Labour peer says criticism of Tory Lord ‘war dead’ comments, “shames me as a Scot”


  By a Newsnet Reporter

Scottish Labour leader Johann Lamont is being urged to distance herself from remarks made by a Labour peer who has said she was shamed by calls from the SNP for a Tory peer to apologise after he had claimed independence would “dishonour” the war dead of the UK.

During a debate held in the House of Lords, Conservative peer Ian Lang, now Lord Lang of Monkton, said that a vote for independence would “dishonour the sacrifices made in common cause of those who died for the UK”.

The comments were immediately condemned by the Scottish National Party with several senior party members calling for the Conservative peer to withdraw the remarks and apologise.

However, the SNP’s calls were attacked by former Labour MP Helen Liddell who congratulated the Tory peer on what she called, “his excellent introductory speech” and said calls for him to apologise shamed her.

Liddell, who is herself now a peer, then added: “Your Lordships’ House may not be aware that the noble Lord, Lord Lang, has already been under attack for having the audacity to mention the First World War.  He has been under attack from a Mr Keith Brown, a member of the Scottish National Party and a Member of the Scottish Parliament.   Frankly, that kind of attitude shames me as a Scot.”

It is a sign of the contempt with which those of us who believe in the United Kingdom as a family [are treated] that such attacks are made on the noble Lord Lang.”

The former Labour Minister’s support for Lord Lang came despite the leader of the Scottish Conservative party distancing herself from her own party colleague’s remarks.

In a statement released by the Scottish Conservative Party, she said: “Lord Lang must speak for himself.  I deplore all intemperate language in this hugely important constitutional debate, whatever the source.  I believe everybody in Scotland, no matter their views on the referendum, will come together throughout the year to commemorate those who fought for their country in the First World War.”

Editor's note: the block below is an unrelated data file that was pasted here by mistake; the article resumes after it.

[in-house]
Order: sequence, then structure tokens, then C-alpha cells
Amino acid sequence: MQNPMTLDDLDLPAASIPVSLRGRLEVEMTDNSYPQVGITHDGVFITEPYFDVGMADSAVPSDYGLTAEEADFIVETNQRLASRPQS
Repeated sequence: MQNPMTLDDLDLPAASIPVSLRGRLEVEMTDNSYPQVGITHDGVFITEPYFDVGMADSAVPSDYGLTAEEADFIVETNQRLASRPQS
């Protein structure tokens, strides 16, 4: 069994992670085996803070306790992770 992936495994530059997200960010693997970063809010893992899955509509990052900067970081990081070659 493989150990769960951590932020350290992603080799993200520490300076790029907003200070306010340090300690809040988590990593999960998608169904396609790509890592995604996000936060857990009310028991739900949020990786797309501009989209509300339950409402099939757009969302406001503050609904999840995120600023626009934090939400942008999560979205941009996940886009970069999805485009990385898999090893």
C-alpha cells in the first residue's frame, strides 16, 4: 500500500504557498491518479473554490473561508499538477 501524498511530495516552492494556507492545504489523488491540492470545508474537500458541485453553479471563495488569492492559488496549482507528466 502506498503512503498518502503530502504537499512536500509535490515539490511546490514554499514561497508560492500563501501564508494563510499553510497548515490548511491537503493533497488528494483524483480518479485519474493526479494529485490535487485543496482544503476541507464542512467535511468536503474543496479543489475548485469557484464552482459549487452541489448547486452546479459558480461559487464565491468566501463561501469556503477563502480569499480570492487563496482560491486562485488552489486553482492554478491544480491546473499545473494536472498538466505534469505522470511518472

The apparent U-turn by Davidson followed earlier reluctance to disassociate herself from Lord Lang’s remarks.  The issue had been raised at First Minister’s Questions when First Minister Alex Salmond called on the Scottish Conservative leader to disassociate herself and her party from Lord Lang’s comments.

Challenging Miss Davidson, he said: “Can she at least put that ridiculous point outside the scope of this debate?”

SNP MP, Angus McNeil was scathing in his condemnation of the insensitive nature of the comments made in the Lords’ debate, and said:

“These peers have damaged themselves and their campaign, and shown how utterly out of touch they are with the debate happening in Scotland.

“The House of Lords has proved itself an affront to democracy again. A chamber stuffed to the gunnels with over 800 unelected peers many of whom continue the practice of ‘clocking on’ for forty minutes and claiming £300 from the taxpayer every time they do, and of course who will never have to face an electorate of any kind ever again.

“It’s an anti-democratic influence in Scottish politics and we will end this preposterous gravy train with a Yes vote in September. Lord Lang and his Labour supporter may rue the day such language was used – it can only have the effect of further damaging the anti-independence campaign.

“As Scottish Tory leader Ruth Davidson finally distances herself from the dishonour caused to her party and the No campaign by Lord Lang’s ill-judged and offensive remarks, it is all the more extraordinary that Scottish Labour peer Baroness Helen Liddell has come to his support.

“Lord Lang took the No campaign to a new low when he claimed that a Yes vote in the referendum would dishonour those who died in war – and just as shocking was that Labour’s Baroness Liddell felt that his remarks were perfectly in order.

“Now that Ruth Davidson has disowned Lord Lang’s remarks, Johann Lamont ought to distance herself from what Helen Liddell has said – or perhaps she thinks that this is just another ‘wee thing’.”

His final comment was a reference to Johann Lamont’s gaffe at First Minister’s Questions where she was roundly mocked for referring to the proposed benefits of independence as “wee things.”